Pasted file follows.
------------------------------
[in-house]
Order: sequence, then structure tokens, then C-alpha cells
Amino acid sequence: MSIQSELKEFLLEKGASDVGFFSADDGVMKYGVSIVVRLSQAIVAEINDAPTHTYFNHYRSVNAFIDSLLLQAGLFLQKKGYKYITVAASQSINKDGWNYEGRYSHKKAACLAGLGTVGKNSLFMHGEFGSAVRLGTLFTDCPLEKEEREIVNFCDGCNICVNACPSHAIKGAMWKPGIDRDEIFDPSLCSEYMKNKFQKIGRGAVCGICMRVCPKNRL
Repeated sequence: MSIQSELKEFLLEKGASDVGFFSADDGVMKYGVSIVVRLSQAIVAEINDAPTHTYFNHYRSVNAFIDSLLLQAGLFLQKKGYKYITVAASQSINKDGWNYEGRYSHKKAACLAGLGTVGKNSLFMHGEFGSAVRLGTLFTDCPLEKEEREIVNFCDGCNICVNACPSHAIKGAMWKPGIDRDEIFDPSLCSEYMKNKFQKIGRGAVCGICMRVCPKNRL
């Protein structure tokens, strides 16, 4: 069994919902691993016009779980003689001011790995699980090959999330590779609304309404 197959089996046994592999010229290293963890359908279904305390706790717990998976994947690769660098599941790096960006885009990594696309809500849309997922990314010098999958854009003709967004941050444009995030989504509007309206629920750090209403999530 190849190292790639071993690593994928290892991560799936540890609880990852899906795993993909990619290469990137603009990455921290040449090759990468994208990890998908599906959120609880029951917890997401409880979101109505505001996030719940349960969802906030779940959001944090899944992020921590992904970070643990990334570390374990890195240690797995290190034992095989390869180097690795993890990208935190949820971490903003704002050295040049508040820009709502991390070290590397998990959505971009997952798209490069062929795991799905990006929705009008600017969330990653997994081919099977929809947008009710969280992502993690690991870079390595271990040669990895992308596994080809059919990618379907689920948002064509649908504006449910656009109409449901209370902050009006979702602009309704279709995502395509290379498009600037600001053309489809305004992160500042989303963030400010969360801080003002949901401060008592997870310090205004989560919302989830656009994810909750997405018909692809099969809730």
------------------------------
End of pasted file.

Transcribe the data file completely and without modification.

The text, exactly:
[in-house]
Order: sequence, then structure tokens, then C-alpha cells
Amino acid sequence: MSIQSELKEFLLEKGASDVGFFSADDGVMKYGVSIVVRLSQAIVAEINDAPTHTYFNHYRSVNAFIDSLLLQAGLFLQKKGYKYITVAASQSINKDGWNYEGRYSHKKAACLAGLGTVGKNSLFMHGEFGSAVRLGTLFTDCPLEKEEREIVNFCDGCNICVNACPSHAIKGAMWKPGIDRDEIFDPSLCSEYMKNKFQKIGRGAVCGICMRVCPKNRL
Repeated sequence: MSIQSELKEFLLEKGASDVGFFSADDGVMKYGVSIVVRLSQAIVAEINDAPTHTYFNHYRSVNAFIDSLLLQAGLFLQKKGYKYITVAASQSINKDGWNYEGRYSHKKAACLAGLGTVGKNSLFMHGEFGSAVRLGTLFTDCPLEKEEREIVNFCDGCNICVNACPSHAIKGAMWKPGIDRDEIFDPSLCSEYMKNKFQKIGRGAVCGICMRVCPKNRL
């Protein structure tokens, strides 16, 4: 069994919902691993016009779980003689001011790995699980090959999330590779609304309404 197959089996046994592999010229290293963890359908279904305390706790717990998976994947690769660098599941790096960006885009990594696309809500849309997922990314010098999958854009003709967004941050444009995030989504509007309206629920750090209403999530 190849190292790639071993690593994928290892991560799936540890609880990852899906795993993909990619290469990137603009990455921290040449090759990468994208990890998908599906959120609880029951917890997401409880979101109505505001996030719940349960969802906030779940959001944090899944992020921590992904970070643990990334570390374990890195240690797995290190034992095989390869180097690795993890990208935190949820971490903003704002050295040049508040820009709502991390070290590397998990959505971009997952798209490069062929795991799905990006929705009008600017969330990653997994081919099977929809947008009710969280992502993690690991870079390595271990040669990895992308596994080809059919990618379907689920948002064509649908504006449910656009109409449901209370902050009006979702602009309704279709995502395509290379498009600037600001053309489809305004992160500042989303963030400010969360801080003002949901401060008592997870310090205004989560919302989830656009994810909750997405018909692809099969809730």